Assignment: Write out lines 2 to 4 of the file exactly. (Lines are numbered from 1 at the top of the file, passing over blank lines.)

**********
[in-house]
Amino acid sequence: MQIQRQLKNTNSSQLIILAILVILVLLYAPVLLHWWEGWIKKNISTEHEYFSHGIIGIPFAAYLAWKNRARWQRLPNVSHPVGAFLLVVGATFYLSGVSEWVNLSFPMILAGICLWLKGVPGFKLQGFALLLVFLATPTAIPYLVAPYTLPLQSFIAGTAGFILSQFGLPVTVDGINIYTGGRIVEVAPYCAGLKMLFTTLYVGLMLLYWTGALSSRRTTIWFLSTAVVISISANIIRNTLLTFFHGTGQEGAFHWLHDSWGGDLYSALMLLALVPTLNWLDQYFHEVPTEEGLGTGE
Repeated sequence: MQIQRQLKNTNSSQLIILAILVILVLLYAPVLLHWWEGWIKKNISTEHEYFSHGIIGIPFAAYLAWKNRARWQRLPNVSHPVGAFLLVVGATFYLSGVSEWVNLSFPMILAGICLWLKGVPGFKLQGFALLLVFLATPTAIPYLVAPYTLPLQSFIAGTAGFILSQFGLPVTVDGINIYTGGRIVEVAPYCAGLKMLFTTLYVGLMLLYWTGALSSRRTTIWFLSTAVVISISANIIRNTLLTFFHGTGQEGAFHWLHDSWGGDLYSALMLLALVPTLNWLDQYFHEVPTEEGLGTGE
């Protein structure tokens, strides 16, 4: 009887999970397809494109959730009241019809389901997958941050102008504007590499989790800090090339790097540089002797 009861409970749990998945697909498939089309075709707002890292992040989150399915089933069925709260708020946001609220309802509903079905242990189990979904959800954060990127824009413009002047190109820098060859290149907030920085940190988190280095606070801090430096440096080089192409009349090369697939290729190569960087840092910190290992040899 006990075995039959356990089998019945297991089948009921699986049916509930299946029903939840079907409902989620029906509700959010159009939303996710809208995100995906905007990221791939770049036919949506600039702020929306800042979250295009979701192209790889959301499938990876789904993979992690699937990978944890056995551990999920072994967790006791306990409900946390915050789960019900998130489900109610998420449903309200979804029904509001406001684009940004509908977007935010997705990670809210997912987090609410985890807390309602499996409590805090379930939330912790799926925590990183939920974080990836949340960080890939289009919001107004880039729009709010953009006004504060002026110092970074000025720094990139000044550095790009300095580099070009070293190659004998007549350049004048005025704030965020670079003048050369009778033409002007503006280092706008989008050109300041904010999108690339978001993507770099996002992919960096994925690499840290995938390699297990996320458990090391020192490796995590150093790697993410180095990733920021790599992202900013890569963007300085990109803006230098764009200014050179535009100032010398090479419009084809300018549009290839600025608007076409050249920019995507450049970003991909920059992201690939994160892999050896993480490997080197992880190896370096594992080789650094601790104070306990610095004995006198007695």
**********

Amino acid sequence: MQIQRQLKNTNSSQLIILAILVILVLLYAPVLLHWWEGWIKKNISTEHEYFSHGIIGIPFAAYLAWKNRARWQRLPNVSHPVGAFLLVVGATFYLSGVSEWVNLSFPMILAGICLWLKGVPGFKLQGFALLLVFLATPTAIPYLVAPYTLPLQSFIAGTAGFILSQFGLPVTVDGINIYTGGRIVEVAPYCAGLKMLFTTLYVGLMLLYWTGALSSRRTTIWFLSTAVVISISANIIRNTLLTFFHGTGQEGAFHWLHDSWGGDLYSALMLLALVPTLNWLDQYFHEVPTEEGLGTGE
Repeated sequence: MQIQRQLKNTNSSQLIILAILVILVLLYAPVLLHWWEGWIKKNISTEHEYFSHGIIGIPFAAYLAWKNRARWQRLPNVSHPVGAFLLVVGATFYLSGVSEWVNLSFPMILAGICLWLKGVPGFKLQGFALLLVFLATPTAIPYLVAPYTLPLQSFIAGTAGFILSQFGLPVTVDGINIYTGGRIVEVAPYCAGLKMLFTTLYVGLMLLYWTGALSSRRTTIWFLSTAVVISISANIIRNTLLTFFHGTGQEGAFHWLHDSWGGDLYSALMLLALVPTLNWLDQYFHEVPTEEGLGTGE
């Protein structure tokens, strides 16, 4: 009887999970397809494109959730009241019809389901997958941050102008504007590499989790800090090339790097540089002797 009861409970749990998945697909498939089309075709707002890292992040989150399915089933069925709260708020946001609220309802509903079905242990189990979904959800954060990127824009413009002047190109820098060859290149907030920085940190988190280095606070801090430096440096080089192409009349090369697939290729190569960087840092910190290992040899 006990075995039959356990089998019945297991089948009921699986049916509930299946029903939840079907409902989620029906509700959010159009939303996710809208995100995906905007990221791939770049036919949506600039702020929306800042979250295009979701192209790889959301499938990876789904993979992690699937990978944890056995551990999920072994967790006791306990409900946390915050789960019900998130489900109610998420449903309200979804029904509001406001684009940004509908977007935010997705990670809210997912987090609410985890807390309602499996409590805090379930939330912790799926925590990183939920974080990836949340960080890939289009919001107004880039729009709010953009006004504060002026110092970074000025720094990139000044550095790009300095580099070009070293190659004998007549350049004048005025704030965020670079003048050369009778033409002007503006280092706008989008050109300041904010999108690339978001993507770099996002992919960096994925690499840290995938390699297990996320458990090391020192490796995590150093790697993410180095990733920021790599992202900013890569963007300085990109803006230098764009200014050179535009100032010398090479419009084809300018549009290839600025608007076409050249920019995507450049970003991909920059992201690939994160892999050896993480490997080197992880190896370096594992080789650094601790104070306990610095004995006198007695």